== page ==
Thursday, December 10, 2009

Book reivew: Ohio Archaeology

Ohio Archaeology: An Illustrated Chronicle of Ohio's Ancient American Indian Cultures by Bradley T. Lepper (2005) is the best book yet written on the subject. Most of what has been written on Native Americans in Ohio is either geared toward an elementary audience or is so academic as to be unreadable by those without a background in the field. This book finds a middle ground.

Written at about a tenth or eleventh grade level, Ohio Archaeology is written like a textbook, with the exception that it is far more willing to deal with difficult questions than most textbooks. The individual chapters are written by scholars and experts.

The work is profusely illustrated with a variety of media. Maps illustrate the geology of Ohio in each time period. Illustrations from 19th century publications show what the various features looked like before they had eroded so much or were destroyed entirely. Aerial photographs with drawings superimposed help to show what remains of these earthworks, and how to see them against the landscape. The artifacts themselves are also well documented, as are the processes through which they were located.

Ohio Archaeology addresses the subject matter in chronological order. It incorporates some sites in surrounding states, especially for the earlier history, in order to explain the conclusions reached. It does everything that I might want in such a book.

There's one other book that might rival this one for shelf space, if I had to choose: Ancient Monuments of the Mississippi Valley by Ephraim Squier and Edwin Davis. Ancient Monuments, or, more commonly, Squier and Davis, was, in 1848, the first publication of the Smithsonian Institution. It documented many of the earthworks that have since been lost. When you see a historic illustration of a mound in Ohio, chances are good that it is from this book.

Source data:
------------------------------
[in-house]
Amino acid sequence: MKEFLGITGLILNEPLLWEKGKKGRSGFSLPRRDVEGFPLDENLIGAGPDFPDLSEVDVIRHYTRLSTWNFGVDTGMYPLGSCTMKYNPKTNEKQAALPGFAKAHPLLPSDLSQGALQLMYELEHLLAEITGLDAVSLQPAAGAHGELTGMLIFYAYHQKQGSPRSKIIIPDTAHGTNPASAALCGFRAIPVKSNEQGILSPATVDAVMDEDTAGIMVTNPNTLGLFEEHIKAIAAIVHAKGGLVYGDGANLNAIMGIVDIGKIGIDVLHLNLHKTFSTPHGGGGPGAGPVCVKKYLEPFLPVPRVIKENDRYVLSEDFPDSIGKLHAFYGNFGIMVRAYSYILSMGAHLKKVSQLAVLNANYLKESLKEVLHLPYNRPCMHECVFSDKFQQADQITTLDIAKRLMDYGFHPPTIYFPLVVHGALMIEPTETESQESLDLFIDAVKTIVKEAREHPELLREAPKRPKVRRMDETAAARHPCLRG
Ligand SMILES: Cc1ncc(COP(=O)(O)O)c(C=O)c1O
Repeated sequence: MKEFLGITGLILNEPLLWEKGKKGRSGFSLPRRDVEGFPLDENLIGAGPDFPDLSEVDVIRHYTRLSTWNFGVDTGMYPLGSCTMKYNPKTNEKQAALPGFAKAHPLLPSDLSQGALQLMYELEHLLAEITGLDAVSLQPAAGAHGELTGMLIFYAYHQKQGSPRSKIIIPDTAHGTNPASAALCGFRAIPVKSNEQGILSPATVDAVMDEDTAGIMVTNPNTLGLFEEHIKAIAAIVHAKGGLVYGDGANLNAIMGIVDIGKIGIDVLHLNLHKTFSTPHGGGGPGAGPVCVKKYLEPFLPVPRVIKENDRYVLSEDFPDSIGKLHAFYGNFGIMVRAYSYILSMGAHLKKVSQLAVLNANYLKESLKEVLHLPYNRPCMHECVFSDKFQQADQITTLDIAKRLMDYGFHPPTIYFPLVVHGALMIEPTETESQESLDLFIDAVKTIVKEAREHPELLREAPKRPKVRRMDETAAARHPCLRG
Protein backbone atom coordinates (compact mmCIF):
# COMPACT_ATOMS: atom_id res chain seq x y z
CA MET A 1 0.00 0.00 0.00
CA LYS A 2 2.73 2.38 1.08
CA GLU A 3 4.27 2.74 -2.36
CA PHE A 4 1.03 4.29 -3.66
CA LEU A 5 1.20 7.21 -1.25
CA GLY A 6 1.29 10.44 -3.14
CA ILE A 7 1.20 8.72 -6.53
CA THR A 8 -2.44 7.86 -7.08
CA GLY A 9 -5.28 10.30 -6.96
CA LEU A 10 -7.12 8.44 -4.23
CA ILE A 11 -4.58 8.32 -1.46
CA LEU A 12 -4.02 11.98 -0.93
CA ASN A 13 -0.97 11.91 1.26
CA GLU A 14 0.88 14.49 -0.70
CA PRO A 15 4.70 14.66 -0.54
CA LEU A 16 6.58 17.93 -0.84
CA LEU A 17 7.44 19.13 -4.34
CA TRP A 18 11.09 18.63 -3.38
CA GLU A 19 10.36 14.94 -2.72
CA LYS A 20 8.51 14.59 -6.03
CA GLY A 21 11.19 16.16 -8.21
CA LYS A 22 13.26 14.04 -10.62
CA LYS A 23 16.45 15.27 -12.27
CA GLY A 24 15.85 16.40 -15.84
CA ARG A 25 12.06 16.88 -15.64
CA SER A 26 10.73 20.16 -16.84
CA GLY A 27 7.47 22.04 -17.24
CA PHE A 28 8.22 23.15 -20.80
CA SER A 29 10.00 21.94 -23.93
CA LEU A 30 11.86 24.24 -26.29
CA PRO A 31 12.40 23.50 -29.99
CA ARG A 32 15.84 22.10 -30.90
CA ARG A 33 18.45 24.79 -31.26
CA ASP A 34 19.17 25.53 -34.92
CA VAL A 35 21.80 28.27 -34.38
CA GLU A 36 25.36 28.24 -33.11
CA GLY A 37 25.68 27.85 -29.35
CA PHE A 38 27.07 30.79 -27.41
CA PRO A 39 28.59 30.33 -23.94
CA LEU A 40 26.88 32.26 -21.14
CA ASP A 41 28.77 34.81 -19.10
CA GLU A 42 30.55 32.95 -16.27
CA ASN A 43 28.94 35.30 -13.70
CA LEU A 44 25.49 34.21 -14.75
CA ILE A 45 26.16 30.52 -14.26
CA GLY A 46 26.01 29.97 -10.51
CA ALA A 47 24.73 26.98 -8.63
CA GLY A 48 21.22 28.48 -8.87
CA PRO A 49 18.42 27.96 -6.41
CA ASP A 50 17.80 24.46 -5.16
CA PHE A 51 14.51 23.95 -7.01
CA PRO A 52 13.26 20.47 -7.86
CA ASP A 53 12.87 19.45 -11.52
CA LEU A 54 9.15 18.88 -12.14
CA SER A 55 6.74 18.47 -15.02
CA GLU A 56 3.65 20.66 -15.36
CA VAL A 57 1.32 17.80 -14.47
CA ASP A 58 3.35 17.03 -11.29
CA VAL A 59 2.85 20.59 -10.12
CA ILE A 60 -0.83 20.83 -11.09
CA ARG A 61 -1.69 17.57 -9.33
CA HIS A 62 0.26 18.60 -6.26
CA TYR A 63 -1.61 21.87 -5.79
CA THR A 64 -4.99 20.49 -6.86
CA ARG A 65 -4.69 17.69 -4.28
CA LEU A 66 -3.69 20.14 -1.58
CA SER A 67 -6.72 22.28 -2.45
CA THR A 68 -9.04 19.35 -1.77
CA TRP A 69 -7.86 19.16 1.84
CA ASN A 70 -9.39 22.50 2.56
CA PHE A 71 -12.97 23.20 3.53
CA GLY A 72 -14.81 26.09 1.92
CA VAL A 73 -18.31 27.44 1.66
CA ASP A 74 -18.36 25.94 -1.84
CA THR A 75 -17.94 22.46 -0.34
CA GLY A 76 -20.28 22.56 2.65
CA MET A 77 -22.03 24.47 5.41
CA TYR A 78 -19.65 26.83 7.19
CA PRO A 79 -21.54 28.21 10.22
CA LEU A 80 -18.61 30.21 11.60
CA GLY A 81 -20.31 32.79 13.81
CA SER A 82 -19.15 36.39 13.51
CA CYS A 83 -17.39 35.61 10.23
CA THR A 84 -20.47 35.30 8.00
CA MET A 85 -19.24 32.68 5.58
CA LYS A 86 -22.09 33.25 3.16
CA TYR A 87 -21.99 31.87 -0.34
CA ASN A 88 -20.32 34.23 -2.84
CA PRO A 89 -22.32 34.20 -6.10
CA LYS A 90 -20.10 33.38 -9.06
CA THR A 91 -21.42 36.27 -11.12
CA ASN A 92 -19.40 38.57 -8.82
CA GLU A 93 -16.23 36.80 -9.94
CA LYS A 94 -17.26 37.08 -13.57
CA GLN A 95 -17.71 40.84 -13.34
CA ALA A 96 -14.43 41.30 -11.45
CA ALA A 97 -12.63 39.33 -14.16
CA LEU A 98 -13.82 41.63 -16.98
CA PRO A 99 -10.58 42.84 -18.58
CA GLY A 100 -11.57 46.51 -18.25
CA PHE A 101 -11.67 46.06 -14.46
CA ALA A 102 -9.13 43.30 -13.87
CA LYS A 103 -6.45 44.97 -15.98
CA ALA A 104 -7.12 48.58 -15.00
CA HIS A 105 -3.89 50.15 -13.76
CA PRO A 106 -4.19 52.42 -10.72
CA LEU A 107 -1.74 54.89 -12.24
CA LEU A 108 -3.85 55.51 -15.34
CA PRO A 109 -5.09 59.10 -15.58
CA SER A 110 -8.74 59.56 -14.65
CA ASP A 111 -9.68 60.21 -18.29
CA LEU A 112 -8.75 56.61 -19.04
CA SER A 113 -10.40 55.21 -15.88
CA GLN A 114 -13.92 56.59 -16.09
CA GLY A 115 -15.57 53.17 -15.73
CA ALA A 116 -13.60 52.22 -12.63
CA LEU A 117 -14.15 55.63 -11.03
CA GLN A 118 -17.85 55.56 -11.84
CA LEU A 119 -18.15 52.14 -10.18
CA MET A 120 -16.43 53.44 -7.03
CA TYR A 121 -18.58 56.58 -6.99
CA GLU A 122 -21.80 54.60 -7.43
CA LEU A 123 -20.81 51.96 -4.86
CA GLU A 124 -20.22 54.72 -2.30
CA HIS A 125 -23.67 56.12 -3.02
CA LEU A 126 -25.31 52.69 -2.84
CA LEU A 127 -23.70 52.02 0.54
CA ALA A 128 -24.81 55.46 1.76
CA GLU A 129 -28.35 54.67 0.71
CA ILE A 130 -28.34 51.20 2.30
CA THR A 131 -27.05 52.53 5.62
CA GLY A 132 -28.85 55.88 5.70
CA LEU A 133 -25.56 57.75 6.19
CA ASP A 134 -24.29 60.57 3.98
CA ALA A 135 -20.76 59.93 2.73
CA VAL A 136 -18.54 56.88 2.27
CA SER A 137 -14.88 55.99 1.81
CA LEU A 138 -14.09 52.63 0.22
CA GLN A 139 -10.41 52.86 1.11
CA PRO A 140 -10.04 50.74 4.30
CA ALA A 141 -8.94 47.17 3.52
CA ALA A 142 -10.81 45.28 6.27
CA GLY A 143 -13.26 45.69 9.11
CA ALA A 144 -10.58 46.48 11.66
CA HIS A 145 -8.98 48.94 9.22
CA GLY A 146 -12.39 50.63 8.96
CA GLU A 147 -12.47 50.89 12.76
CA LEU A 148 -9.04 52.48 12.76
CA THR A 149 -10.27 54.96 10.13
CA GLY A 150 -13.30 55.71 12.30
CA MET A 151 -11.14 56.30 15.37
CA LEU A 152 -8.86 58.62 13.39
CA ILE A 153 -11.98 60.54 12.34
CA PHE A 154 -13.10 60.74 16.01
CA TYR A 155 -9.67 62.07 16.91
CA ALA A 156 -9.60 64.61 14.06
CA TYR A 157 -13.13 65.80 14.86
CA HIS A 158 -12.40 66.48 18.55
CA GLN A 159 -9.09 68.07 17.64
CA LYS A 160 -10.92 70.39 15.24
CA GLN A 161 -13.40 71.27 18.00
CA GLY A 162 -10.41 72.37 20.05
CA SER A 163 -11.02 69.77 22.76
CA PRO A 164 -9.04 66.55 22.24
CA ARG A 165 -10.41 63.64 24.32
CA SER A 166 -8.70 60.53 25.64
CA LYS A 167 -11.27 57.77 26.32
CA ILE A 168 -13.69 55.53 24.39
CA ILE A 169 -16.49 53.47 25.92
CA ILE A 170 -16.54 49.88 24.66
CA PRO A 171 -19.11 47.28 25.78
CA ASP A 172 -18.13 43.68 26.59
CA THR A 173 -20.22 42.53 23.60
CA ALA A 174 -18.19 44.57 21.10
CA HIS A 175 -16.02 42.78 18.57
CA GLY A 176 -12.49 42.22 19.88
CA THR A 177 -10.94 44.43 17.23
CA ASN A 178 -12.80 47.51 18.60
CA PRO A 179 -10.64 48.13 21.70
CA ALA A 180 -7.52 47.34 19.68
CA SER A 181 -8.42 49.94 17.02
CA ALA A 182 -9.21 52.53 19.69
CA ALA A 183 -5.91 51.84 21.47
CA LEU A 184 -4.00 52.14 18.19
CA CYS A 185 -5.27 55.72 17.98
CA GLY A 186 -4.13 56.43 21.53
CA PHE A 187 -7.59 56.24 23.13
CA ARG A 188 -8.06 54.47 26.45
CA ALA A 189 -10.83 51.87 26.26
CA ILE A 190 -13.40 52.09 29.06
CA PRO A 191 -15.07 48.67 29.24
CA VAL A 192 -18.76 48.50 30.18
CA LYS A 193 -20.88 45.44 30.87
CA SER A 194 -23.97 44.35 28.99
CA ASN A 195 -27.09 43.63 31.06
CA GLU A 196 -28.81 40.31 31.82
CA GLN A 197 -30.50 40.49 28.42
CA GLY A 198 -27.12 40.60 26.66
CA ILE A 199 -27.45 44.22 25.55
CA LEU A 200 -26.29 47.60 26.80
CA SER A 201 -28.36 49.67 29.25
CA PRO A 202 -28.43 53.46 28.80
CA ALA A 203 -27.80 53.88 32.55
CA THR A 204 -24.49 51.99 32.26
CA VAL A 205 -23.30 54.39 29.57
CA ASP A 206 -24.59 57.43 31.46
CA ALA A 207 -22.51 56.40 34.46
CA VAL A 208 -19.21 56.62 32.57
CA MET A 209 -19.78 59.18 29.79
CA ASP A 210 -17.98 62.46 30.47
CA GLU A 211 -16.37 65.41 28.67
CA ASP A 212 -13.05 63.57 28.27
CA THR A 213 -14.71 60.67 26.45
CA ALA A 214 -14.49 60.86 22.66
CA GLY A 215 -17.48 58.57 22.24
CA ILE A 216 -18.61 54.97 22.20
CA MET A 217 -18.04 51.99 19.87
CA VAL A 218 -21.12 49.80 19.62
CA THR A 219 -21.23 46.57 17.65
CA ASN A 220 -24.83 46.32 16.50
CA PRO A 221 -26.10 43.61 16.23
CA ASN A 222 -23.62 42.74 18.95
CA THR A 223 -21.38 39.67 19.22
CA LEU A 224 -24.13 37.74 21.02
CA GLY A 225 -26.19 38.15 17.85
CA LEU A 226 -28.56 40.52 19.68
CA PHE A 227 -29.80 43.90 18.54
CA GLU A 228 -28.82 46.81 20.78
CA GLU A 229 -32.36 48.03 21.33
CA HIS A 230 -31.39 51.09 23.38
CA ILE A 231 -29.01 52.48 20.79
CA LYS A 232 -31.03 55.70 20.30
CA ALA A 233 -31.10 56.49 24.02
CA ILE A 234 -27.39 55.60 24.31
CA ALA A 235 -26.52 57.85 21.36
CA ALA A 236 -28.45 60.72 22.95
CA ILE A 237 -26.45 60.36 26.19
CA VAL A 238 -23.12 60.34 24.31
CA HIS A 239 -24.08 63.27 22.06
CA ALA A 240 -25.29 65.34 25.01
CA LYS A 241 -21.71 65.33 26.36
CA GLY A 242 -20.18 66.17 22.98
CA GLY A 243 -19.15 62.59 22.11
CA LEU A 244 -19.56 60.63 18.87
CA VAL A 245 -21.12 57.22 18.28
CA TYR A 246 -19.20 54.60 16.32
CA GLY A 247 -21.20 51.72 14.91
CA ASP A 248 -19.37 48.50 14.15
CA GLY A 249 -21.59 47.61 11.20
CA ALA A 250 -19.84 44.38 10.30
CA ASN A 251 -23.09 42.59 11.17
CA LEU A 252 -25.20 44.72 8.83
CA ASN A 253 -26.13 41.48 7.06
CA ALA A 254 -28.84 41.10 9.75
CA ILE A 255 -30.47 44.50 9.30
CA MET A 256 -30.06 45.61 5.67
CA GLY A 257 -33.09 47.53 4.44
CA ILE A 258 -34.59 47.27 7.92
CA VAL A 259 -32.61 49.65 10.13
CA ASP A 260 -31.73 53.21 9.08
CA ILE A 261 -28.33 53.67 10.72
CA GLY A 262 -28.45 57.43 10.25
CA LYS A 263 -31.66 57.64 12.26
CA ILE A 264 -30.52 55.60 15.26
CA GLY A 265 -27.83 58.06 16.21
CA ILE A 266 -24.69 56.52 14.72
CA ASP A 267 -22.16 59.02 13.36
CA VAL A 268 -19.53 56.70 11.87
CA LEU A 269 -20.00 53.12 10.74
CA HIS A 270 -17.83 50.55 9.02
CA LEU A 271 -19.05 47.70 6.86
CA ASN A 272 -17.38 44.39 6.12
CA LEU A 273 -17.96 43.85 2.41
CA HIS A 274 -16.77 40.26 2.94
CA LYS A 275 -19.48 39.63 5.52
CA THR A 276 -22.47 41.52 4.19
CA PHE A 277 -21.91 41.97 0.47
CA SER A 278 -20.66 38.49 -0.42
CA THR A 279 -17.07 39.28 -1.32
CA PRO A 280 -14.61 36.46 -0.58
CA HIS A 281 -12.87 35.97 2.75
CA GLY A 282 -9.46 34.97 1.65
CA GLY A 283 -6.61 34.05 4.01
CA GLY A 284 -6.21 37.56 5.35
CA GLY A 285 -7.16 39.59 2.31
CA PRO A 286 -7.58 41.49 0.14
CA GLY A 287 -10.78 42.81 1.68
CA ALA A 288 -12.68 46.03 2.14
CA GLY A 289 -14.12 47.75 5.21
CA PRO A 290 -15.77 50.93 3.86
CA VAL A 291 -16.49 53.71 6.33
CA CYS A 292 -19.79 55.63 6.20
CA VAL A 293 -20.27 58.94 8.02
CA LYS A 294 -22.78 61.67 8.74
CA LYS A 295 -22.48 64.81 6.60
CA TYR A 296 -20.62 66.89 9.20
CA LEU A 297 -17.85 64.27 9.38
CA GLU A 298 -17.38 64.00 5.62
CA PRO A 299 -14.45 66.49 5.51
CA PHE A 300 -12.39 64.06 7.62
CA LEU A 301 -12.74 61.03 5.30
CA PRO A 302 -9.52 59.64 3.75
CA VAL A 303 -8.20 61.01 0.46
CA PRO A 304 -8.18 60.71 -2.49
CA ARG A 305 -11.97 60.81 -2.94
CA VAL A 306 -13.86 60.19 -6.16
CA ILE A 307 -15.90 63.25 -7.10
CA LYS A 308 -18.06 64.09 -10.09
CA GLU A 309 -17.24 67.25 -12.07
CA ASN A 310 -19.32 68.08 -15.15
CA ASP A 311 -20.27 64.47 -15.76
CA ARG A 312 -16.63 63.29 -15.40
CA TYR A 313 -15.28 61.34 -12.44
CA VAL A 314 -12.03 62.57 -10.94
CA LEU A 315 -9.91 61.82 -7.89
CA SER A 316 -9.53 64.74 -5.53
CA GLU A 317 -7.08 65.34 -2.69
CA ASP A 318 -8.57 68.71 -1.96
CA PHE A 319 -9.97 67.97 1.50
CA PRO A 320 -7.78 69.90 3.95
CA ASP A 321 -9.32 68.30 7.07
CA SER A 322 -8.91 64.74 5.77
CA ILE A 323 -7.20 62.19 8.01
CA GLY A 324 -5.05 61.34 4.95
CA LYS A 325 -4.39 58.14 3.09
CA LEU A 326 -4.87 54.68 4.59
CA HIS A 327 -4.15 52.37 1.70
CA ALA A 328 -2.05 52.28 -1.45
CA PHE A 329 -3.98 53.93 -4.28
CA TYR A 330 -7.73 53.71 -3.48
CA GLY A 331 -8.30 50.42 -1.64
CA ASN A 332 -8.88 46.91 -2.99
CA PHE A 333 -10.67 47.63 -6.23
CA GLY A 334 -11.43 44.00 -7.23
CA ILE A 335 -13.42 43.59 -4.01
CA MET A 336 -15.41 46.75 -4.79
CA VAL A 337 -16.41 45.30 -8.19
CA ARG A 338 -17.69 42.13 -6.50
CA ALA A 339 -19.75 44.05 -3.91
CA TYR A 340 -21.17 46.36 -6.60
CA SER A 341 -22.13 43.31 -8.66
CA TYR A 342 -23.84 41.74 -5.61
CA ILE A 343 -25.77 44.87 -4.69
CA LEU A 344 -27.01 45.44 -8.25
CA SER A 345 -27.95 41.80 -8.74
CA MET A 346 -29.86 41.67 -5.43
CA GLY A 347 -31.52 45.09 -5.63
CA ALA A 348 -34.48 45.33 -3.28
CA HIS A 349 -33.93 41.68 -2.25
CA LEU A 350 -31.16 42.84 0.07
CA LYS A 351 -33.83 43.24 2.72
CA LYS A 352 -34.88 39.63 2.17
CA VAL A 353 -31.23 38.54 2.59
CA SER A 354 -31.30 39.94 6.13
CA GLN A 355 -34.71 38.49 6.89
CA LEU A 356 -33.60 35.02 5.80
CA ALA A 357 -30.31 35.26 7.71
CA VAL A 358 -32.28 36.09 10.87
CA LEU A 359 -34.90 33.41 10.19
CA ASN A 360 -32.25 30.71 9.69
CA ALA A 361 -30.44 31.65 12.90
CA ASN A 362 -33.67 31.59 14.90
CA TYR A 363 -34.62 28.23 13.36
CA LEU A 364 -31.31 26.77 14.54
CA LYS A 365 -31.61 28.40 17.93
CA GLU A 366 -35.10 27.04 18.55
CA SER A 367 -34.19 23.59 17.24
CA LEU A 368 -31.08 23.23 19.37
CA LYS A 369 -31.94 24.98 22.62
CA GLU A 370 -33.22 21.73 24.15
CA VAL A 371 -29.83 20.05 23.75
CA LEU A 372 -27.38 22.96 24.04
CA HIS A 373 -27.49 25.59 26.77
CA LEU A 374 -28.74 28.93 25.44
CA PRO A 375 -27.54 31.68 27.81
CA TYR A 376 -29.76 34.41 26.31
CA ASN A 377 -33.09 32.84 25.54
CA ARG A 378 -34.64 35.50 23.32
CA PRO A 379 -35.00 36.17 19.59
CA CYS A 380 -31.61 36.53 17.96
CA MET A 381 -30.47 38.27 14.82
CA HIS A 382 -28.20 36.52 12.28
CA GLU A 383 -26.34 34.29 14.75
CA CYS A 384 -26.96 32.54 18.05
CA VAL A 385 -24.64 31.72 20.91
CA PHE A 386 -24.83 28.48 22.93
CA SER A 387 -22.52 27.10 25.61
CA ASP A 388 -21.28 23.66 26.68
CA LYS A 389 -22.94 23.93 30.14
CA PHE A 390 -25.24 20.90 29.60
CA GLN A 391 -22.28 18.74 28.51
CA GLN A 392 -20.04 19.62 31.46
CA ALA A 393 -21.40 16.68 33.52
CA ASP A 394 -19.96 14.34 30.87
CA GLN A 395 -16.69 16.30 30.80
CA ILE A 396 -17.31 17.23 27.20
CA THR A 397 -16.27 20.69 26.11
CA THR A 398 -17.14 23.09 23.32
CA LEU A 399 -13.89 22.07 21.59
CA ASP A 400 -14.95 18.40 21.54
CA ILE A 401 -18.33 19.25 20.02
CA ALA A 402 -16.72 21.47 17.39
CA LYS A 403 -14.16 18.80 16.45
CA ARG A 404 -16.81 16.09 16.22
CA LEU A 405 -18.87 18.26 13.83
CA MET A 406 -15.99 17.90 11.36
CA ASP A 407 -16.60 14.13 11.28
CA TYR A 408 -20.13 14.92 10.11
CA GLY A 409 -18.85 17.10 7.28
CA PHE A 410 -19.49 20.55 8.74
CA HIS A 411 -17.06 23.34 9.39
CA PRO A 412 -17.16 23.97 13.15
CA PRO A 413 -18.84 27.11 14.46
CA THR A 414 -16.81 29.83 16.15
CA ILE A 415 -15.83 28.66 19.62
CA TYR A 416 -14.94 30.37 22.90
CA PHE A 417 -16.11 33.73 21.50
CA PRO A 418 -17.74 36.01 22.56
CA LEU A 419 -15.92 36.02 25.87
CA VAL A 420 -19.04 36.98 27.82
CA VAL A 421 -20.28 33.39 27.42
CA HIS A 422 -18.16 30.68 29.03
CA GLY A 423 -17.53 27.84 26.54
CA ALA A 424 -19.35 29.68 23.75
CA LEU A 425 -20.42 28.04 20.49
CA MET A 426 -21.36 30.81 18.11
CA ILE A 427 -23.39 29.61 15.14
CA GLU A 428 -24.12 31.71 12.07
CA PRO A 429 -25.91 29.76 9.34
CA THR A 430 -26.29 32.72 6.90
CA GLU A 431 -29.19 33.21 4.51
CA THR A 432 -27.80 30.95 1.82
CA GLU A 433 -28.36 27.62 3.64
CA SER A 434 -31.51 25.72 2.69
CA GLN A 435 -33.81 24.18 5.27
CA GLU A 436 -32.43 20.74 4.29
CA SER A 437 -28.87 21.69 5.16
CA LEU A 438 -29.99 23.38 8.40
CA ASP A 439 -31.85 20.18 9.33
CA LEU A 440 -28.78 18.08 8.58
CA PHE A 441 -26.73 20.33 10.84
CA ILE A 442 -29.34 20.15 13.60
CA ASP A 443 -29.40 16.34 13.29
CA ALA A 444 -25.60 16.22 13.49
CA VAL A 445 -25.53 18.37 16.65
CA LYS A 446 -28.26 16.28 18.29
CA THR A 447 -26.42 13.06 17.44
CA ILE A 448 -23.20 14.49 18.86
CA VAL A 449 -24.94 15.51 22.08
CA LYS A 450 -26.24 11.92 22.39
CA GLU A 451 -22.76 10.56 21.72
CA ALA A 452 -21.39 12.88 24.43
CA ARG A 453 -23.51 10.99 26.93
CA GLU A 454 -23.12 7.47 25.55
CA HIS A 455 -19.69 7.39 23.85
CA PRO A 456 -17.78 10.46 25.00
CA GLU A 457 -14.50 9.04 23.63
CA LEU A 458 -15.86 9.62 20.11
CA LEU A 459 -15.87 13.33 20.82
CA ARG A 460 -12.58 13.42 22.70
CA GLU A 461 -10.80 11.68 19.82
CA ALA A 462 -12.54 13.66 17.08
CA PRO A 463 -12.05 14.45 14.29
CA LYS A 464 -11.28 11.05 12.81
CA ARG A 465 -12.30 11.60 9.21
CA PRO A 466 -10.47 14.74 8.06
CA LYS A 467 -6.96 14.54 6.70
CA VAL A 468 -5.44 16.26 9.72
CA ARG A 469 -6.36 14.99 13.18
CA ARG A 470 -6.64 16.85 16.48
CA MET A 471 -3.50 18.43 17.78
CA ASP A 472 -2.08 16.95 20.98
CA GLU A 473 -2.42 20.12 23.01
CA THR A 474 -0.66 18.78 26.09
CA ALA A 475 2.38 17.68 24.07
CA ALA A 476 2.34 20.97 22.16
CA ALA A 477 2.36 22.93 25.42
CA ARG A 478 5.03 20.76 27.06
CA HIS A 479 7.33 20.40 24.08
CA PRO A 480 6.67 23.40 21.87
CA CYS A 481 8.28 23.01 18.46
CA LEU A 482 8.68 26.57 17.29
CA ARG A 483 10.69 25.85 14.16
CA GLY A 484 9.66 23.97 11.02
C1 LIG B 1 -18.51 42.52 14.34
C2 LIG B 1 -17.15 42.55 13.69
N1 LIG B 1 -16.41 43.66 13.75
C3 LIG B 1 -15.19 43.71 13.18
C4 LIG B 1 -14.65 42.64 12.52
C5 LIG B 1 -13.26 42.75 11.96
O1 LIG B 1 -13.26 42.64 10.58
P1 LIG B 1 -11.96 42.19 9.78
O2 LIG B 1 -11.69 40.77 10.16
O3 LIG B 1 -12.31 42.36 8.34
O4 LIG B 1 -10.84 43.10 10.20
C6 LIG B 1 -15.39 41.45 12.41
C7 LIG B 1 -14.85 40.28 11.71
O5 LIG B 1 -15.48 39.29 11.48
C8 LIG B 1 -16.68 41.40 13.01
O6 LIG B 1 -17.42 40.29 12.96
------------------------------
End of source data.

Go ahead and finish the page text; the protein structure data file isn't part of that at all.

The title is a bit misleading. By "Mississippi Valley", the authors meant, by extension, the Ohio River valley, where many of the Ohio sites are located. This doesn't stop them from also addressing several sites in nothern Ohio, documented by Charles Whittlesey.

The Smithsonian Institution published an excellent reprint of Squier and Davis in 1998, on the 150th anniversary of the original. It is better than most reprints, and a title that I highly recommend.

If not for Squier and Davis, we would not have documentation of many of the major earthworks in the Ohio valley. Few met the same level of quality and accuracy. If not for this title, we wouldn't even have the record of what we have lost.

If I had to choose between Ohio Archaeology and Ancient Monuments, it'd be difficult. As a lover of history, I'd choose Ancient Monuments, with its lovely plates illustrating dozens of sites. As a librarian, I'm inclined toward Ohio Archaeology, so that I might actually understand what I am seeing.

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